Into or in to? It’s a common question, but luckily this is one grammar issue that’s easily clarified.
Into is a preposition which typically specifies some sort of motion, movement, or direction.
I placed my books into my bag.
A writer, an editor, and an agent walked into a bar.
Dip your pen into the bottle of ink.
In each of those examples, into was used to show movement or direction. A sentence that’s correctly using the word into likely answers a question of where.
Into where did I place my books?
Into where did they walk?
Into where should you dip your pen?
When you see the words in and to next to each other, that’s just a coincidence. In would often be part of a phrasal verb and to would be part of an infinitive or used as a preposition.
We checked in to the hotel. In this example, in is actually part of the phrasal verb checked in and to is a preposition telling us where the verb’s action took place.
I went in to escape the cold. In this case, despite in not being part of a phrasal verb, we keep in and to separate because to is part of the infinitive to escape. You’re not answering a question of where; you’re answering a question of why.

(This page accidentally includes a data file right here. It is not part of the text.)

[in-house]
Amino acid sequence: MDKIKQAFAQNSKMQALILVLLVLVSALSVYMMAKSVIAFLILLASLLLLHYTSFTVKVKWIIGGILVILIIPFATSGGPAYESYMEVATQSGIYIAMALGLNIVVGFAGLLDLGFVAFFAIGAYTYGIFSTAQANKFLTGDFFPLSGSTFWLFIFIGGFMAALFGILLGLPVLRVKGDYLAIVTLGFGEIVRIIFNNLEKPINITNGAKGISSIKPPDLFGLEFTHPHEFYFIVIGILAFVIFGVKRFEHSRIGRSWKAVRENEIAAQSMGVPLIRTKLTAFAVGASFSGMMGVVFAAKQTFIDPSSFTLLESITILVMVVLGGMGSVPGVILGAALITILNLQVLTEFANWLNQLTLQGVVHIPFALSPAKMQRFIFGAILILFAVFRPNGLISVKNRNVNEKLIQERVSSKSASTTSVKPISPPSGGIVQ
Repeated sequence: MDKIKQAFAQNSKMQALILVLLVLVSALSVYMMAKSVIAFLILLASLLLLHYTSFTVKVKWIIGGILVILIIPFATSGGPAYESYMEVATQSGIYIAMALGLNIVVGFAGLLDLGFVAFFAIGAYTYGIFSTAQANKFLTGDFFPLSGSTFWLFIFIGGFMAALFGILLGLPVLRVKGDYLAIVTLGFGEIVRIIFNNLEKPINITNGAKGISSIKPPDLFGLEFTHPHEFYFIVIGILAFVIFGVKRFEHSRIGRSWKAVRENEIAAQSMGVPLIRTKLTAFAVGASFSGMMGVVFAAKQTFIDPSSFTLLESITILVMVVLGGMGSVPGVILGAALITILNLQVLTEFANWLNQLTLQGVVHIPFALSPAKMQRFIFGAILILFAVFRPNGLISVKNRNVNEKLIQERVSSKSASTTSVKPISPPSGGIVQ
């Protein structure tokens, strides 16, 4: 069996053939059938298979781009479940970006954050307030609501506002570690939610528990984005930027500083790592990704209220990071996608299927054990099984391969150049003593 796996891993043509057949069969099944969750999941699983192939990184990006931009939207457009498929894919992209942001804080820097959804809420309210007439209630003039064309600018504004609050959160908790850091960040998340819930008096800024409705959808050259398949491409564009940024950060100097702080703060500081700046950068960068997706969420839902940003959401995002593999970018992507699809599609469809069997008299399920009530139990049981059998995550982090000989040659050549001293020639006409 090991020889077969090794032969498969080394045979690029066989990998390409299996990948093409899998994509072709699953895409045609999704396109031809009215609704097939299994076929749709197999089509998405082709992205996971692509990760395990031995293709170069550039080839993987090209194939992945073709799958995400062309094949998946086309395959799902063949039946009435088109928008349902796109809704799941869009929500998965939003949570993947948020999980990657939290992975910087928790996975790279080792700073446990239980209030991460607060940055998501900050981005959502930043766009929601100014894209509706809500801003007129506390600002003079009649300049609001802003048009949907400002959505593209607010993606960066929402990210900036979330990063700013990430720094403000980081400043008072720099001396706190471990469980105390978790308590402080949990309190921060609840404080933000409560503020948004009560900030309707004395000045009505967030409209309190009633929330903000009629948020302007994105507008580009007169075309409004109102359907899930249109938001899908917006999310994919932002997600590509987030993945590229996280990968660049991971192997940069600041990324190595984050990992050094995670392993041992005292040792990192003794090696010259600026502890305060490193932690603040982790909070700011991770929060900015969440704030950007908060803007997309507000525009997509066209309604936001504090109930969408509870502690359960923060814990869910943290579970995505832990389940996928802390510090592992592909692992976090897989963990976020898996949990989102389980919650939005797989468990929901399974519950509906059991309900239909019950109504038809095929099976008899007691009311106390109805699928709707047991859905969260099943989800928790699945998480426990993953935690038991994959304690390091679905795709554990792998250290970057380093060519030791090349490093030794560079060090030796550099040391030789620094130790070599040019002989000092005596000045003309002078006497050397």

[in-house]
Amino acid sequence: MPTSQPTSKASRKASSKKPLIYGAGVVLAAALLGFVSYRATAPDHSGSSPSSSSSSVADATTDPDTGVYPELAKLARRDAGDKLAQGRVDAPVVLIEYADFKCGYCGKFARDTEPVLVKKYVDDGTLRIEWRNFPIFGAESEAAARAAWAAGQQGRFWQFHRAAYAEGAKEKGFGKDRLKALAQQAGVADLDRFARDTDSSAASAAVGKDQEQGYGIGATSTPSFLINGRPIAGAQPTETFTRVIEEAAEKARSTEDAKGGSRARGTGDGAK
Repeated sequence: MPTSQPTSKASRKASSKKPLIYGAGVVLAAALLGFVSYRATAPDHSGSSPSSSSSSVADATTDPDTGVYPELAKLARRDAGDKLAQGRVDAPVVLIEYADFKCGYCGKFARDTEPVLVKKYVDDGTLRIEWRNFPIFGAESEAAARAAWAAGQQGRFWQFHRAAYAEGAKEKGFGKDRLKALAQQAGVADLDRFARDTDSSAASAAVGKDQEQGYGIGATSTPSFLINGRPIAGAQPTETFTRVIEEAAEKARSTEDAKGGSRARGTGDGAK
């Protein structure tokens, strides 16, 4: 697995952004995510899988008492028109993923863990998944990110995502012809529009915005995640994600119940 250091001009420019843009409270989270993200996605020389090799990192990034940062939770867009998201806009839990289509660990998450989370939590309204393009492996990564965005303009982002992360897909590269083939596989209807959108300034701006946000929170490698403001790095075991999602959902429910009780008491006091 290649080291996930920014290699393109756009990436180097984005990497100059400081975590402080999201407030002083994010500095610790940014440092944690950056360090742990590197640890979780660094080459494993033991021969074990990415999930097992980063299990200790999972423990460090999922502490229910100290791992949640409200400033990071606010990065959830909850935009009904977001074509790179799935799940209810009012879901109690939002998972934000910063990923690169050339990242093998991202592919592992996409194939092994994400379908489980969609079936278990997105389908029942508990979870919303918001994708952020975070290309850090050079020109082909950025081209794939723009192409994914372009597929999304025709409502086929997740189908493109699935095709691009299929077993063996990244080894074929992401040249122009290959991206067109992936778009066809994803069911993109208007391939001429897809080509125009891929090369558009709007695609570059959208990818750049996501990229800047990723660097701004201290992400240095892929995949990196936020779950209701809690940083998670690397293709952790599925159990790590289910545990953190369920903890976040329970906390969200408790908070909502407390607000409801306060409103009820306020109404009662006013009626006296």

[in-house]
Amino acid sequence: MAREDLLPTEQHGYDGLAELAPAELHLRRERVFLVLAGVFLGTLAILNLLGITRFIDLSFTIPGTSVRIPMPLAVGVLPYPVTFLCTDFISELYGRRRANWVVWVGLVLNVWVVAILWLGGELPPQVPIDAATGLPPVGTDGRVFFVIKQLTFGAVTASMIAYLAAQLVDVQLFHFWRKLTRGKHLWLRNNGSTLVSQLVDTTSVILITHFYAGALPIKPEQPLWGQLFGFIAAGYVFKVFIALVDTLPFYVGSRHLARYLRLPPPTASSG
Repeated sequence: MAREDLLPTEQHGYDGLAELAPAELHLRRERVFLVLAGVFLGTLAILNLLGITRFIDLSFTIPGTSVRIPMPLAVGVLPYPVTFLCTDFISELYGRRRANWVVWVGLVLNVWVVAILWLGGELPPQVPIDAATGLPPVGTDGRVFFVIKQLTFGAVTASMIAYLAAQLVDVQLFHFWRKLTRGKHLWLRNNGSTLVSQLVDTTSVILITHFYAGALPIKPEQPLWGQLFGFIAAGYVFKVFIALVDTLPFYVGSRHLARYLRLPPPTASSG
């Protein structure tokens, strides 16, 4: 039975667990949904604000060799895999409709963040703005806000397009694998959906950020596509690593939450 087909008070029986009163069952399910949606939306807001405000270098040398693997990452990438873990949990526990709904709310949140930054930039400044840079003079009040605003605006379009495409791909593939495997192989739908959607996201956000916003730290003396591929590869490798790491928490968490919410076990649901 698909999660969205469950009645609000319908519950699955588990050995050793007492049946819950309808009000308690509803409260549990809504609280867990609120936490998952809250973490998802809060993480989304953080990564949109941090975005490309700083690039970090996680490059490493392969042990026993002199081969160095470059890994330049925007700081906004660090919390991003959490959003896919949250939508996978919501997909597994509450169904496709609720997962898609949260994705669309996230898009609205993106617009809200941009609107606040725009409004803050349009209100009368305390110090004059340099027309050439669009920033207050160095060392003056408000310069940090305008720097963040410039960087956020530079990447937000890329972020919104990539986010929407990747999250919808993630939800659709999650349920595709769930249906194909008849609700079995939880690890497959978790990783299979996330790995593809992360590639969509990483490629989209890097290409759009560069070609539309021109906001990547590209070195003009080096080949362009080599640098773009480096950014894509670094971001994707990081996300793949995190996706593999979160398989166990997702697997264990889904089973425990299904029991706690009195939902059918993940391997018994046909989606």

If you said, “I went into the house,” into is one word because it specifies movement and direction and isn’t connected to an infinitive or phrasal verb.
1. Are in or to part of an infinitive or phrasal verb?
Yes: keep them separate.
No: Next question.
2. Are you answering a question of where, and/or specifying motion, movement, or direction?
Yes: keep them connected.
No: You likely don’t need either option and should figure out a new way to phrase your sentence.
In and to will be separate if either are a part of an infinitive or phrasal verb. If they are not part of verbs and are specifying motion, movement, or direction, they will be connected, forming into.
[spacer]Write a sentence using both into and in to correctly. The thief quickly broke in to the safe and slipped the diamonds into his bag.